“One of every seven Americans who have a diploma got it through the GED, so there’s definitely a high demand for it,” he said.
Currently, Ohio is the second-highest performing state in the nation in terms of the number of students who earn GEDs, and the field is growing in importance, added Reynolds.
“For a long time, people weren’t very familiar with adult literacy. It wasn’t something that people talked about,” she said. “But now, the chancellor and governor are talking about the need to increase the skills of our workforce. One of the ways to do that is through adult literacy programs.”
A bold confession
According to 2003 National Assessment of Adult Literacy, an estimated nine percent of the adults age 16 and older in Athens County lacked basic prose literacy skills in 2003. In the surrounding counties, estimates are even higher, averaging just over 11 percent.
“There’s more than me around here in this situation. But they’re afraid to say anything…too much pride,” said Nichols. “To me, I got no pride. To me, I just said it and did it.”
As current Ohio University students, Nichols’ daughters serve as inspiration to his educational endeavors. His youngest aspires to be a teacher, while his first-born is pursuing a career in the medical field.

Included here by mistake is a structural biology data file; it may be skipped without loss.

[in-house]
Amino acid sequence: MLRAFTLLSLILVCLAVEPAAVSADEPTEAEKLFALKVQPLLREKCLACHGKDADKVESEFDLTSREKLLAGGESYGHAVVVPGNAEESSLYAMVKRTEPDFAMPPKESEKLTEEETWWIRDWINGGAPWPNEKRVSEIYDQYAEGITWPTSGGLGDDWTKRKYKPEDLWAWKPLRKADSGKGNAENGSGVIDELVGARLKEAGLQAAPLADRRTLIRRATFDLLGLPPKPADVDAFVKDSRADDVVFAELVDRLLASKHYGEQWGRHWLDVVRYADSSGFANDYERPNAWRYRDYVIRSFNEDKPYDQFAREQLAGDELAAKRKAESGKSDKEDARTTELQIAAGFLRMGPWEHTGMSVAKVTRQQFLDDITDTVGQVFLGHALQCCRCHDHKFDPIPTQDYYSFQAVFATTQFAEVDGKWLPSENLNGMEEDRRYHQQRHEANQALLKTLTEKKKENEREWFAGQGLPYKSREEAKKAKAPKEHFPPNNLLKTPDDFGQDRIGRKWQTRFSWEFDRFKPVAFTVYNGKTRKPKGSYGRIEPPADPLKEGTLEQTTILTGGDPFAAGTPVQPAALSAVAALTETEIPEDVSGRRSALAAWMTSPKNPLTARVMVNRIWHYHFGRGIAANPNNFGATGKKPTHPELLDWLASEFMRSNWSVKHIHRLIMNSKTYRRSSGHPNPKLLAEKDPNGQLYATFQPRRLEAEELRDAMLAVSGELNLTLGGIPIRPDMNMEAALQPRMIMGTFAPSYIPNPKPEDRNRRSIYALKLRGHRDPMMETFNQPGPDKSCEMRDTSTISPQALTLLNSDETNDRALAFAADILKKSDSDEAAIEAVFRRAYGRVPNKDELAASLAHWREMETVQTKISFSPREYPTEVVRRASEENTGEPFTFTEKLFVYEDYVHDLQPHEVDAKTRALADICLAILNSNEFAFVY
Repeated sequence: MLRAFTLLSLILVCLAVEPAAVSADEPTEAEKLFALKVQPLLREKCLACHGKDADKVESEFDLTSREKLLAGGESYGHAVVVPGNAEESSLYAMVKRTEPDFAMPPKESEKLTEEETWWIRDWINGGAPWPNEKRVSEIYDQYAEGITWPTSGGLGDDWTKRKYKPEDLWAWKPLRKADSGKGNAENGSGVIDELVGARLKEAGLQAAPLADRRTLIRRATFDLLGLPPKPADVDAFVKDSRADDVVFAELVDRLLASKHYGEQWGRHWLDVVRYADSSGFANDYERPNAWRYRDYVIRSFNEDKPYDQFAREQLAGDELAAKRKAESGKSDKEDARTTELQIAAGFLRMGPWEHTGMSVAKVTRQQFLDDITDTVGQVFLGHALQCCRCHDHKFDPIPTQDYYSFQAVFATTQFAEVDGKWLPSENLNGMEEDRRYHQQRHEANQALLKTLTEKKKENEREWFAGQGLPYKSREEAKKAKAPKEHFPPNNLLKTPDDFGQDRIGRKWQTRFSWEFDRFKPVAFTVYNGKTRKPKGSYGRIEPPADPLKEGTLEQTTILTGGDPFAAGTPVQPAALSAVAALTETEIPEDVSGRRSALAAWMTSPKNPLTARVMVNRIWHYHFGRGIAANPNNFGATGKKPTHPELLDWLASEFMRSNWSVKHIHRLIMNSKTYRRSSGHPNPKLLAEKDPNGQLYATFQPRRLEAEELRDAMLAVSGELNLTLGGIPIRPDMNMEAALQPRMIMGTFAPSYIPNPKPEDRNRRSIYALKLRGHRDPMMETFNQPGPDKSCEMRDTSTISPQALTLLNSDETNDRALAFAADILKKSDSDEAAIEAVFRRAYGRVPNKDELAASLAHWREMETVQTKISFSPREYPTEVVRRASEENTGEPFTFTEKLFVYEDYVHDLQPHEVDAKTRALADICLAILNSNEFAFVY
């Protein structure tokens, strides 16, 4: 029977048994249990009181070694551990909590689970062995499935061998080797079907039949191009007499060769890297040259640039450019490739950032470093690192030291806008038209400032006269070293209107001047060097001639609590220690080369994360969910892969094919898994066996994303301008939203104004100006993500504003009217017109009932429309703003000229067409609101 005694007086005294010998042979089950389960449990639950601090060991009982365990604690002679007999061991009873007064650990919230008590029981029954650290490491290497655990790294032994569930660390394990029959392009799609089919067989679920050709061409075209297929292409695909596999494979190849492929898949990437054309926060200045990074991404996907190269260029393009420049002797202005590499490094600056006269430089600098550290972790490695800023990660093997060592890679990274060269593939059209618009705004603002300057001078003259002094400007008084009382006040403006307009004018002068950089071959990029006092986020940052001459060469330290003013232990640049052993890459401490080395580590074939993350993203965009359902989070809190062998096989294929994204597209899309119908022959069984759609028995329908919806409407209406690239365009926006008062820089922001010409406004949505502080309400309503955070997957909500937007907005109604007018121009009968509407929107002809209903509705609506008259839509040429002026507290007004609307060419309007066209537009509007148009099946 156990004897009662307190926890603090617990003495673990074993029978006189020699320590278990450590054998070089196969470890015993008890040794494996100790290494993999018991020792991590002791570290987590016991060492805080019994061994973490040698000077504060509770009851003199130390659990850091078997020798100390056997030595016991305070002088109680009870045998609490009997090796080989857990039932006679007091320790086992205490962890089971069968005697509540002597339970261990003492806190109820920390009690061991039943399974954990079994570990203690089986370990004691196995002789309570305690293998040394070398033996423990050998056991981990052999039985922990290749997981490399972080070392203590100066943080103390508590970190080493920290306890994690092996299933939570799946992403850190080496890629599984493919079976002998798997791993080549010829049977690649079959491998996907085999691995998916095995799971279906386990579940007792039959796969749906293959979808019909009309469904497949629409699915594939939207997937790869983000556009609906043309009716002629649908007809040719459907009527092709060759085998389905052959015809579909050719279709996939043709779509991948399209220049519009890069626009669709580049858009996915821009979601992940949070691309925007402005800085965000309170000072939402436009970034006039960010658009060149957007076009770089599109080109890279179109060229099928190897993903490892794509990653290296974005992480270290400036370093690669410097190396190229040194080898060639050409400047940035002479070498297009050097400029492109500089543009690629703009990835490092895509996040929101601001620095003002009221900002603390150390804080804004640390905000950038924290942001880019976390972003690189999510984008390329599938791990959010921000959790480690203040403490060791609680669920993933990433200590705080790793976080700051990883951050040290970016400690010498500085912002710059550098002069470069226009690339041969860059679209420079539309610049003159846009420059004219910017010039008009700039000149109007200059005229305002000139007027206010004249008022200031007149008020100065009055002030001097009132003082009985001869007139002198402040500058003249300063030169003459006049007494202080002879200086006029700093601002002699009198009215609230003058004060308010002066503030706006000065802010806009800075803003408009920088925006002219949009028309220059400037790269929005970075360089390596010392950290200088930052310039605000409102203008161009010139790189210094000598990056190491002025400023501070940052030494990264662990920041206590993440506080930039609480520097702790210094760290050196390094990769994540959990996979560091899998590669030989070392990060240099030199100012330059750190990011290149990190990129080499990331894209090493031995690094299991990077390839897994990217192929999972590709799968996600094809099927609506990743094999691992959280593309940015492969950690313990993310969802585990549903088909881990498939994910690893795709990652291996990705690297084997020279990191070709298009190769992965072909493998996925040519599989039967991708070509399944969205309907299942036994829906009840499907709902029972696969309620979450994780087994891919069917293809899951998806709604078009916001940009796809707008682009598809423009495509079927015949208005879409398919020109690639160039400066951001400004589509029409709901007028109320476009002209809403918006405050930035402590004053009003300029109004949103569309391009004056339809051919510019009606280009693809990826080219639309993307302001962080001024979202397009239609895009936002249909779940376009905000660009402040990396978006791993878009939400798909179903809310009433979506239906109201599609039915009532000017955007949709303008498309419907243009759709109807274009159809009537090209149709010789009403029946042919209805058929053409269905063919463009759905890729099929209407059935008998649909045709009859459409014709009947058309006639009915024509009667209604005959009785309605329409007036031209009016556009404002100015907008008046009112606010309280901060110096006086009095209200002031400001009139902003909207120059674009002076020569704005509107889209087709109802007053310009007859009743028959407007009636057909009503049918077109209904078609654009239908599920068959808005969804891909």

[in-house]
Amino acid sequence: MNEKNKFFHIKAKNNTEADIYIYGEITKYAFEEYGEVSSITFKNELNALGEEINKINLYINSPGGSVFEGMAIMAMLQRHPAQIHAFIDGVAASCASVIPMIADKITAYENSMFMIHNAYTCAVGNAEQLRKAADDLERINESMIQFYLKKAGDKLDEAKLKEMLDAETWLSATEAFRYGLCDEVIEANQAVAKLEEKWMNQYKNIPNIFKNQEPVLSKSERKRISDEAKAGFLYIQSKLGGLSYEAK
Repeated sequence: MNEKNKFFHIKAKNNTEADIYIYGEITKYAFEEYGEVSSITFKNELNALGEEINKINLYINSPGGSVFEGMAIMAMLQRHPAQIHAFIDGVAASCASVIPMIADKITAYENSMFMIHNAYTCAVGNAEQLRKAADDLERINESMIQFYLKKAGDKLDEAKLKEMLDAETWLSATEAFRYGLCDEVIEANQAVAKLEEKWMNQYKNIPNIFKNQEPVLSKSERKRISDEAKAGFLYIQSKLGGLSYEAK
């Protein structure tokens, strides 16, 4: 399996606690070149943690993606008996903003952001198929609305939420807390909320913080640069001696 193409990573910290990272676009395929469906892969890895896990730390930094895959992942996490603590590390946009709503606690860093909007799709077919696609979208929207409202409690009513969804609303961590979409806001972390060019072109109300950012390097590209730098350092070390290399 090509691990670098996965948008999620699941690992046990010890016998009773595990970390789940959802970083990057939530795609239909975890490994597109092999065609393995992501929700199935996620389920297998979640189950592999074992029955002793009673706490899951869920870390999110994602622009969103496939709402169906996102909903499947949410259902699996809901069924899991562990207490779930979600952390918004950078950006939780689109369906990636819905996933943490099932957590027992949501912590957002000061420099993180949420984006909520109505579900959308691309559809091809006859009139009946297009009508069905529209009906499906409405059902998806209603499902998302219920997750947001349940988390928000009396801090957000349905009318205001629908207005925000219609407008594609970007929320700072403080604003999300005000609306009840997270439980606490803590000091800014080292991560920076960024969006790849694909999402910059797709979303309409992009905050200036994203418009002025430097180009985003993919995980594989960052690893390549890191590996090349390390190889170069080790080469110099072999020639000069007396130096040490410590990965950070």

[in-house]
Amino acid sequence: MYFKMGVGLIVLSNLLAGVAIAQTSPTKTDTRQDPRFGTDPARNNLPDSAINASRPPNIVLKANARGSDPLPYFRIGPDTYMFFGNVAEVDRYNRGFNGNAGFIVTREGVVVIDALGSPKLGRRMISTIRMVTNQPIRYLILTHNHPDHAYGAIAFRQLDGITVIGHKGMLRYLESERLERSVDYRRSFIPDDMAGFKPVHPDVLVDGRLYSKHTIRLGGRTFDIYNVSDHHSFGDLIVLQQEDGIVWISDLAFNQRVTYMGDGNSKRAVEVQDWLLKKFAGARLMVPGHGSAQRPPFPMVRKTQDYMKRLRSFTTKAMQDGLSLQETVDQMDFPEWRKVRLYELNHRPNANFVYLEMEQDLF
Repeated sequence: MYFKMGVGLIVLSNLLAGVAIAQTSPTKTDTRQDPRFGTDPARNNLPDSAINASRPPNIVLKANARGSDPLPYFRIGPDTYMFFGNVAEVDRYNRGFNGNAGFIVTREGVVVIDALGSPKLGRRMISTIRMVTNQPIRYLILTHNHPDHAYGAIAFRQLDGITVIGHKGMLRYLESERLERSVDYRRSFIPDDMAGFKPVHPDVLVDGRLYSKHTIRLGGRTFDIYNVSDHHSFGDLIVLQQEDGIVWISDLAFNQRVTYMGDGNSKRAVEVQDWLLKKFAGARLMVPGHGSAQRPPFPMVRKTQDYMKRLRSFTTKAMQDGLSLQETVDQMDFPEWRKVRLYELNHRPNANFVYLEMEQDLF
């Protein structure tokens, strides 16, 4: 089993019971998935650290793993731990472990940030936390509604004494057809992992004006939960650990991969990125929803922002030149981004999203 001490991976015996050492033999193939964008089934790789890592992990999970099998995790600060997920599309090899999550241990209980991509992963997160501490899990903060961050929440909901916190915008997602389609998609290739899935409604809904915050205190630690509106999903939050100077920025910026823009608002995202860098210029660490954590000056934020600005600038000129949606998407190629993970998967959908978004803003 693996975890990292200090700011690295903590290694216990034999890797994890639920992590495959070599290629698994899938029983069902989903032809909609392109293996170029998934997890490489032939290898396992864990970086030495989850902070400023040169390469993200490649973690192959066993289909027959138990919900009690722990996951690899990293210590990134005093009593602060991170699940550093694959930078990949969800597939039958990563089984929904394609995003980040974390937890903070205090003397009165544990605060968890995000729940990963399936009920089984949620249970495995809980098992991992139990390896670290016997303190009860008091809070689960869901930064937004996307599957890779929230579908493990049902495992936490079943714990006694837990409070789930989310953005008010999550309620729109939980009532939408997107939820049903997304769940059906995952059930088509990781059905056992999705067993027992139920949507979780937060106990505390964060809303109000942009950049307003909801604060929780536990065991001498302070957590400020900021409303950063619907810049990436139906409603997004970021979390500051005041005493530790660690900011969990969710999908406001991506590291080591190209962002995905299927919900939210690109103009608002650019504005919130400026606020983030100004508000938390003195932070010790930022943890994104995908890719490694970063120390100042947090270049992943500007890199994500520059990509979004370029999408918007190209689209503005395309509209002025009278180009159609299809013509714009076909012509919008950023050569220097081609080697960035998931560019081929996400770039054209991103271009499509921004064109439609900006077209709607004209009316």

“They’re a whole lot smarter than I am in books. But common sense, I got ‘em beat by a long shot," said Nichols, who dropped out of school in eleventh grade to work for Peabody Coal in Meigs County as a dynamite technician.
Nichols departed school just one year after his twin brother dropped out. His mother dropped out in the fifth grade.
“They don’t care. But I want to make something out of my life,” Nichols said. “I shouldn’t care what people think, but I do.”
A strong resolve
It’s been seven years since Nichols first set foot in the Tutoring Center, and time is taking its toll. This is apparent even as Nichols jokes with Elaine Debalko, his current tutor, about the longevity of his stay.
“Still doin’ time,” he says with a laugh, noting, “I wish I was milkin’ it, but it ain’t that easy. Believe me.”
But he has no intention of giving up. In a year, Nichols said he hopes to have his GED in hand. In two years, he wants to add an electrician license to his résumé.
“(I had to) show the people I wouldn’t quit. I never give up. You can’t give up… you just can’t do it,” said Nichols.
Such persistence is characteristic of the adult learners that Reynolds has encountered over the course of her career.
“To (go back to school) as an adult takes a lot of courage. But, what I’ve found is that once they take that step, adult learners are some of the most determined and committed learners that I’ve ever worked with,” she said.
Reynolds added, “(Marvin) has inspired me to work harder in my job to make education more accessible to all adults who have the desire to learn.”